Photo by Jasper Johal

My husband asked me the day before my workshop with Kathryn Budig, “Are you excited?” “Yes, super excited!” Everyone has a secret pleasure. Mine involves running off to my favorite yoga studio to recharge my batteries and find my happy place.

Kathryn Budig is well known yoga teacher and writer. She has a playful approach that makes the whole room smile. The yoga expert for Women's Health Magazine, she's also a philanthropist and a foodie. She co-founded Poses for Paws, an organization that raises money for animal shelters. She's also partnered with ToeSox, who donates 10% of proceeds to her Poses for Paws organization. It's fun for me to know that she works with one of my favorite chefs, Giada de Laurentiis.
Kathryn Budig and Giada de Laurentiis. Photo by Ture Lillegraven
I'm a big fan of Women's Health Magazine. I recently bought Kathryn Budig's The Women's Health Big Book of Yoga. I love how I can customize my practice to whatever I need for the day. I also have the Big Book of Pilates...I'm a Pilates instructor! Both books are loaded with pictures. If you follow Kathryn's writing, you'll read that she loves Pilates too! She's also enjoys rock climbing, hiking and sky diving. Yep, she's amazing! 

Kathryn studied musical theatre and English in college at the University of Virginia. She moved to LA to become an actress and teach yoga on the side. She realized that she didn't care for Hollywood but had a talent for teaching yoga.

I found it interesting that someone with a musical theatre background didn't play music in her classes. I actually really like that she didn't. My most memorable yoga and Pilates classes are those where you can just hear the music of the breath. I think without the music, you're able to go a little deeper within yourself and hearing others breath around you is like a sea of motivation.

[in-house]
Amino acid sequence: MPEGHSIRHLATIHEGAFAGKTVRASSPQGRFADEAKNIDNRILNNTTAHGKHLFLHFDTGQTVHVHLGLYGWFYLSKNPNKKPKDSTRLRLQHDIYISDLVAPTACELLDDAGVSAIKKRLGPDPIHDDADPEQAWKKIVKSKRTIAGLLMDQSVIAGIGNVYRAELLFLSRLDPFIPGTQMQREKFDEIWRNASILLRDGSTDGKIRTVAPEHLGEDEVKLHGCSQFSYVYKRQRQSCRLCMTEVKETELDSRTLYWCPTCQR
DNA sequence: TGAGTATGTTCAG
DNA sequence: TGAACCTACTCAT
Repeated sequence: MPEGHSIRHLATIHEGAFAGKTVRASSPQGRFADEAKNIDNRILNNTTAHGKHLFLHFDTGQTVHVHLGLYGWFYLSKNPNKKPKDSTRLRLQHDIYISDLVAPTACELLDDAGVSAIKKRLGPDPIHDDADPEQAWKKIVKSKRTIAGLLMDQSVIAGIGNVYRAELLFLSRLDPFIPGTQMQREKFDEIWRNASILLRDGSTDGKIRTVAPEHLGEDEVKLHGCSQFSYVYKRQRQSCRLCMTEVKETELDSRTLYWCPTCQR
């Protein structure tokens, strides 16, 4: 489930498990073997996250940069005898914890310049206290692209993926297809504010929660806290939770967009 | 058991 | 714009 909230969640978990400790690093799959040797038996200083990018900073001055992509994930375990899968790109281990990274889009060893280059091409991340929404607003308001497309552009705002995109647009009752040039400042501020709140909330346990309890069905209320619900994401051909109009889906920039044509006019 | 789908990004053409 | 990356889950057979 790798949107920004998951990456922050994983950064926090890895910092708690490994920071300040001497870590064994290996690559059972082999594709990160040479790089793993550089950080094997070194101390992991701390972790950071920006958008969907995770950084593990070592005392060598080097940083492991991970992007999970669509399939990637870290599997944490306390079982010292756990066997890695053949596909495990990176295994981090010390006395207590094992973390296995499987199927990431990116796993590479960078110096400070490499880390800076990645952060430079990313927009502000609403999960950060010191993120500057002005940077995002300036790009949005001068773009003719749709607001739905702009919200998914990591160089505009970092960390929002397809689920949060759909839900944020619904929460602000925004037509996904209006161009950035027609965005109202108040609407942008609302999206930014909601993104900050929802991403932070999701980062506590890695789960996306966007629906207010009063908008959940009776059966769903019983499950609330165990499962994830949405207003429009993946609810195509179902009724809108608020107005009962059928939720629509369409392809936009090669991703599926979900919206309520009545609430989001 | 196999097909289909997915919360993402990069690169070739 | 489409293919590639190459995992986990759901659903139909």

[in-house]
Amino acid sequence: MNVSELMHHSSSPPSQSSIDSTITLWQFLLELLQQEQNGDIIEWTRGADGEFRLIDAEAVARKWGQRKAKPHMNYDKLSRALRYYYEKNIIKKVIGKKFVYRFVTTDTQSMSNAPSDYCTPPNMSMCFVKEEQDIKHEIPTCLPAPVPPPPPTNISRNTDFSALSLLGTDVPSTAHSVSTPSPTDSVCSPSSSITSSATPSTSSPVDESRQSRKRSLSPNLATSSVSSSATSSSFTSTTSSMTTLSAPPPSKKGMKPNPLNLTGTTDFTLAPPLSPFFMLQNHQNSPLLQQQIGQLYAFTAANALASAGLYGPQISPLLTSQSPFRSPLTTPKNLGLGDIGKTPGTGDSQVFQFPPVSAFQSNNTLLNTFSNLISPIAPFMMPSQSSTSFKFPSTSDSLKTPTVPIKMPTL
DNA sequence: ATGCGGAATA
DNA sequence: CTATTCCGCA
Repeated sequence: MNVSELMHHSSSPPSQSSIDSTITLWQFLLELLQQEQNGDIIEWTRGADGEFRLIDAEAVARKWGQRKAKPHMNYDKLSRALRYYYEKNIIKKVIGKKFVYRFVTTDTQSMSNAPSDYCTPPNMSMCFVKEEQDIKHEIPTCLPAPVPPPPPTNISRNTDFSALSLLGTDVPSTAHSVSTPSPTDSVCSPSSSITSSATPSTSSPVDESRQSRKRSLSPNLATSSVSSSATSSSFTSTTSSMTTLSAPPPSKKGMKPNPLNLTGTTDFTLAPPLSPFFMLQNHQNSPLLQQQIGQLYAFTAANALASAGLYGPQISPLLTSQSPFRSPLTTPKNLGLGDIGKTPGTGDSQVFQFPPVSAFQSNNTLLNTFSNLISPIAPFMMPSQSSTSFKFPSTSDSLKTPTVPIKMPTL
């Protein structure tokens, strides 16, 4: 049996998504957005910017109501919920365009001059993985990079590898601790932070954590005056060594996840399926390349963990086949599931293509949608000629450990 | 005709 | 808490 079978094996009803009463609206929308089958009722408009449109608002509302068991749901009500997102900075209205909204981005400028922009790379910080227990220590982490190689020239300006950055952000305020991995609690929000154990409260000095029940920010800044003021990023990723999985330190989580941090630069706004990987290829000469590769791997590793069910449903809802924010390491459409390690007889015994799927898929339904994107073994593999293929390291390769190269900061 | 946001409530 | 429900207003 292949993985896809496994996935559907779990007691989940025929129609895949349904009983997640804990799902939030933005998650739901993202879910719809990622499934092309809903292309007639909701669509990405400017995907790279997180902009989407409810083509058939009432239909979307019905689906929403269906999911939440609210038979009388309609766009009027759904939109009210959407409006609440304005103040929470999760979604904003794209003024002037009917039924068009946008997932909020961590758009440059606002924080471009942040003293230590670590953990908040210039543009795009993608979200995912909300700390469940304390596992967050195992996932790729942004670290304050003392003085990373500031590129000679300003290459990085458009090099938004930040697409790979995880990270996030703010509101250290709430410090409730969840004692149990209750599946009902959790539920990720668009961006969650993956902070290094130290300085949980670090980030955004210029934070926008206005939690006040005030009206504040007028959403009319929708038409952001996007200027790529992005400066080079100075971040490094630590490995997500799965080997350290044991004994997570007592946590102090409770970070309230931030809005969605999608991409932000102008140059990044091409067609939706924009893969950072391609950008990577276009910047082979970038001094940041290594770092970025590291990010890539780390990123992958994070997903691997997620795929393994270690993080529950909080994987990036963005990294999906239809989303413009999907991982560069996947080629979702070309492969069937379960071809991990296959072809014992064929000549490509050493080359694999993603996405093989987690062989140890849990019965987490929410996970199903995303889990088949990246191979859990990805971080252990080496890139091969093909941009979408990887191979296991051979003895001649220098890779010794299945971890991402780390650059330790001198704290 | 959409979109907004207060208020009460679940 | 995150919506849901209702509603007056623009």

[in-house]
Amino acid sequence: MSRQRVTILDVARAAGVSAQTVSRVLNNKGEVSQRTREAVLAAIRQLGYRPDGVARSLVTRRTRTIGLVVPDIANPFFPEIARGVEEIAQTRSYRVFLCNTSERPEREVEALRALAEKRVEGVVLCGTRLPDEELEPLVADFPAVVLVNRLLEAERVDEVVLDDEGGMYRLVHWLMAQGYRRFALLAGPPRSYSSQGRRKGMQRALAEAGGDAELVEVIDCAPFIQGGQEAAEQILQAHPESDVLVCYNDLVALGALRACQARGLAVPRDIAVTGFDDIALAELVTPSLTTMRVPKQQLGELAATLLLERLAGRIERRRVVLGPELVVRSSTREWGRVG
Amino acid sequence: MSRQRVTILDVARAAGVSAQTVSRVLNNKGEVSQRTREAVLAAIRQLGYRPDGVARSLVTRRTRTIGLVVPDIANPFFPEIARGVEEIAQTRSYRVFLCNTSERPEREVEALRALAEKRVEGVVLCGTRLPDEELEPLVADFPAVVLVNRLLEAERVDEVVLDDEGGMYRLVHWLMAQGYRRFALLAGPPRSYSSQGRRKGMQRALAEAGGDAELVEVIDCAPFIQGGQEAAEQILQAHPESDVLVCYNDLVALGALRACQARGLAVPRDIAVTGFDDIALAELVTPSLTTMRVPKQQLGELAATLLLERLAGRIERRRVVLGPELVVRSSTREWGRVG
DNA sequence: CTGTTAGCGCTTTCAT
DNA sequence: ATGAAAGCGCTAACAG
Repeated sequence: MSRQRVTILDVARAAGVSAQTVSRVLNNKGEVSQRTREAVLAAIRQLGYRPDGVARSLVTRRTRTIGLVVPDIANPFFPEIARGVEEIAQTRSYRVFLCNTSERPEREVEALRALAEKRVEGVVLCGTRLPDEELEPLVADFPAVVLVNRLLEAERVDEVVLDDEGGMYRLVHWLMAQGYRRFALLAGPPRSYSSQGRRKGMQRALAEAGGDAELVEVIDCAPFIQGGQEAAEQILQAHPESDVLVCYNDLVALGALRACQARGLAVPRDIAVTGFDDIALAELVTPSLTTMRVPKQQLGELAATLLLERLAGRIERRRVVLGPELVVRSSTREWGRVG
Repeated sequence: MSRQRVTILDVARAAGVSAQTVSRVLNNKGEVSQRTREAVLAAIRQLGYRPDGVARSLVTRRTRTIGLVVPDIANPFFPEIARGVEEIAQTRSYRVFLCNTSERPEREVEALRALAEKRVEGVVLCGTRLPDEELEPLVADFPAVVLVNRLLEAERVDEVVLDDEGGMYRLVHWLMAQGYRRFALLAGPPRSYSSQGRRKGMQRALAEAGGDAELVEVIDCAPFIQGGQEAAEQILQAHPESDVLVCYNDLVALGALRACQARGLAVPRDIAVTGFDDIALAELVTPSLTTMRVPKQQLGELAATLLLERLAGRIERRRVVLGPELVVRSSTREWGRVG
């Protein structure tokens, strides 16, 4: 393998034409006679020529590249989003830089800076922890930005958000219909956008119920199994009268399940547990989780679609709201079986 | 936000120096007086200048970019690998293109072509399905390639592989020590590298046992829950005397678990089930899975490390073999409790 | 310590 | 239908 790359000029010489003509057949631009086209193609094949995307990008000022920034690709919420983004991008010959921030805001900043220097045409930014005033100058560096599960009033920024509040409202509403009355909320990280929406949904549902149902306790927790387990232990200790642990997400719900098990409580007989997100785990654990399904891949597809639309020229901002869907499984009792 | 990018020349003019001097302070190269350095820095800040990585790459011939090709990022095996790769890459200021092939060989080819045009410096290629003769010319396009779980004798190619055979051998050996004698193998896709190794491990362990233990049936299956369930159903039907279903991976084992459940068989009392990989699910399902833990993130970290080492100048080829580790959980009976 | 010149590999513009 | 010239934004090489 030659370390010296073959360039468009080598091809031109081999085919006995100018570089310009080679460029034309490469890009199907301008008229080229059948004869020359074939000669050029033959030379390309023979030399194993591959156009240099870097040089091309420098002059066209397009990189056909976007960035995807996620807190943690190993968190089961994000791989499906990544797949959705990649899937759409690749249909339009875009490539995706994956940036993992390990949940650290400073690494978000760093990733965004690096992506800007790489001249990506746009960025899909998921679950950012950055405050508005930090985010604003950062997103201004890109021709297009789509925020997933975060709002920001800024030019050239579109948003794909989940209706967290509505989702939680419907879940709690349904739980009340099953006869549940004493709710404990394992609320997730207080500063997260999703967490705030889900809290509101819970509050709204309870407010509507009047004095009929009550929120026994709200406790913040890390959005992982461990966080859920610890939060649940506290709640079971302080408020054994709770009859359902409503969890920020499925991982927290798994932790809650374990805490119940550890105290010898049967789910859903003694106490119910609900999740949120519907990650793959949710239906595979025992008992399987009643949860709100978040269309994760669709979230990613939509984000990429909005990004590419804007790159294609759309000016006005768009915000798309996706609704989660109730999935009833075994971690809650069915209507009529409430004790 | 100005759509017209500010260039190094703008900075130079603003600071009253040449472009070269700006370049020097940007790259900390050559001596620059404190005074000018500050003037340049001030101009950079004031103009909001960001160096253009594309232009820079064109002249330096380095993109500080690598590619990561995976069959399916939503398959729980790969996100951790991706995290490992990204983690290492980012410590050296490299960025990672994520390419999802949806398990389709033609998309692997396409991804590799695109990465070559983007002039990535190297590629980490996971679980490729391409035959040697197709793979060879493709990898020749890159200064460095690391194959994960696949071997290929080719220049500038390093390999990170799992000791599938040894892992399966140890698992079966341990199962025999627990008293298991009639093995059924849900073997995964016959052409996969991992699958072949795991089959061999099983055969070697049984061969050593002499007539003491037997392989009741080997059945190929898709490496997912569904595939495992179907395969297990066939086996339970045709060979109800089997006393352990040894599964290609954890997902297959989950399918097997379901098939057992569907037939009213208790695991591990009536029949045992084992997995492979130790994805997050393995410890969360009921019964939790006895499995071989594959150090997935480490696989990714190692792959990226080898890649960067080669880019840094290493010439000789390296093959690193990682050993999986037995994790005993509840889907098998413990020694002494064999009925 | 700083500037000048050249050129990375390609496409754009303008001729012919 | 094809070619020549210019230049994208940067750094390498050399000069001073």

Kathryn's cues match her playful style. She helped me find my "Jackie Chan muscles." She says to get into your Jackie Chan kung-fu stance..."elbows bent, biceps tight to the body, and forearms out will help you feel strong and safe."

The second favorite thing that I took away from Kathryn's workshop (Jackie Chan being the first) was her standing splits series. I love, love this pose...I"m a ballet dancer and splits just feel good (especially against the wall). 
Instagram photo kathrynbudig

1.   "Ever wake up on the wrong side of the bed and allow a bad mood to spoil your day? If you’re nodding yes as you read this, you’re probably not doing enough yoga. Or maybe you’re not having enough sex…"

2. " The only way to experience happiness is by taking chances and following what makes my heart beat."

3. "I believe food is meant to be enjoyed, so if you find yourself out to dinner at a fantastic restaurant—enjoy it! You can go back to kale and quinoa tomorrow, but life is meant to be tasted and enjoyed."

4. "A big part of what I teach is the ability to move through and past fear. Fear is a huge issue in our society that keeps people locked in habits and inhibits the ability for growth."

5. "I have the best job in the world. I've been blessed with traveling the world in order to teach people yoga. I realize yoga still carries stereotypes such as granola-loving, uber flexible chant-till-you-drop fanatics, but I'm here to prove those people wrong. Yoga will change your life."

Thank you Kathryn Budig! You are an inspiration! xx